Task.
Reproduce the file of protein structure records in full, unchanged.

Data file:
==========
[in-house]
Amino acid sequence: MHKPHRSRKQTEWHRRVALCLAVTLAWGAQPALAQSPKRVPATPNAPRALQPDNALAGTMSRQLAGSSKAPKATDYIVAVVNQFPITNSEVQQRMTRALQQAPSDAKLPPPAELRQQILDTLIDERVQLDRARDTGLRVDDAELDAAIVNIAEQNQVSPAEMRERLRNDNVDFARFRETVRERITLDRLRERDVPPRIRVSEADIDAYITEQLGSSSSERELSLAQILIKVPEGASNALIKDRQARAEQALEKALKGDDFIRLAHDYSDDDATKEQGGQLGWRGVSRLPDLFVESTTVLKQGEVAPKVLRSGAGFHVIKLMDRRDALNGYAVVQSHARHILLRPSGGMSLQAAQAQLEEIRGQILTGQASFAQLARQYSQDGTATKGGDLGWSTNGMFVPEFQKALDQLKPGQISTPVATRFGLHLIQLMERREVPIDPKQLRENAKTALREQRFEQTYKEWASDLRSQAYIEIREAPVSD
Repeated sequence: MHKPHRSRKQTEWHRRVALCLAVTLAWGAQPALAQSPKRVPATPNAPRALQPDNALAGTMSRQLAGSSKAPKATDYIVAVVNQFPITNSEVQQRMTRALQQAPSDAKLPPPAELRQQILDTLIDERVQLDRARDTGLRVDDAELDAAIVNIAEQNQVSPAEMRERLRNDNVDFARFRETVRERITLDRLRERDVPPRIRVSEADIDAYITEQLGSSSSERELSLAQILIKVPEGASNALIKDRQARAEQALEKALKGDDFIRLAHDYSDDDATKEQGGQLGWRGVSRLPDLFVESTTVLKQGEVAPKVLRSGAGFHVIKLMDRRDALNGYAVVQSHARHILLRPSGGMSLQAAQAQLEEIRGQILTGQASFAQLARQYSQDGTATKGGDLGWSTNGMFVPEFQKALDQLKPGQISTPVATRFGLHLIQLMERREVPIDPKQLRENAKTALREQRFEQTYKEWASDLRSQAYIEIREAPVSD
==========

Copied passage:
[in-house]
Amino acid sequence: MHKPHRSRKQTEWHRRVALCLAVTLAWGAQPALAQSPKRVPATPNAPRALQPDNALAGTMSRQLAGSSKAPKATDYIVAVVNQFPITNSEVQQRMTRALQQAPSDAKLPPPAELRQQILDTLIDERVQLDRARDTGLRVDDAELDAAIVNIAEQNQVSPAEMRERLRNDNVDFARFRETVRERITLDRLRERDVPPRIRVSEADIDAYITEQLGSSSSERELSLAQILIKVPEGASNALIKDRQARAEQALEKALKGDDFIRLAHDYSDDDATKEQGGQLGWRGVSRLPDLFVESTTVLKQGEVAPKVLRSGAGFHVIKLMDRRDALNGYAVVQSHARHILLRPSGGMSLQAAQAQLEEIRGQILTGQASFAQLARQYSQDGTATKGGDLGWSTNGMFVPEFQKALDQLKPGQISTPVATRFGLHLIQLMERREVPIDPKQLRENAKTALREQRFEQTYKEWASDLRSQAYIEIREAPVSD
Repeated sequence: MHKPHRSRKQTEWHRRVALCLAVTLAWGAQPALAQSPKRVPATPNAPRALQPDNALAGTMSRQLAGSSKAPKATDYIVAVVNQFPITNSEVQQRMTRALQQAPSDAKLPPPAELRQQILDTLIDERVQLDRARDTGLRVDDAELDAAIVNIAEQNQVSPAEMRERLRNDNVDFARFRETVRERITLDRLRERDVPPRIRVSEADIDAYITEQLGSSSSERELSLAQILIKVPEGASNALIKDRQARAEQALEKALKGDDFIRLAHDYSDDDATKEQGGQLGWRGVSRLPDLFVESTTVLKQGEVAPKVLRSGAGFHVIKLMDRRDALNGYAVVQSHARHILLRPSGGMSLQAAQAQLEEIRGQILTGQASFAQLARQYSQDGTATKGGDLGWSTNGMFVPEFQKALDQLKPGQISTPVATRFGLHLIQLMERREVPIDPKQLRENAKTALREQRFEQTYKEWASDLRSQAYIEIREAPVSD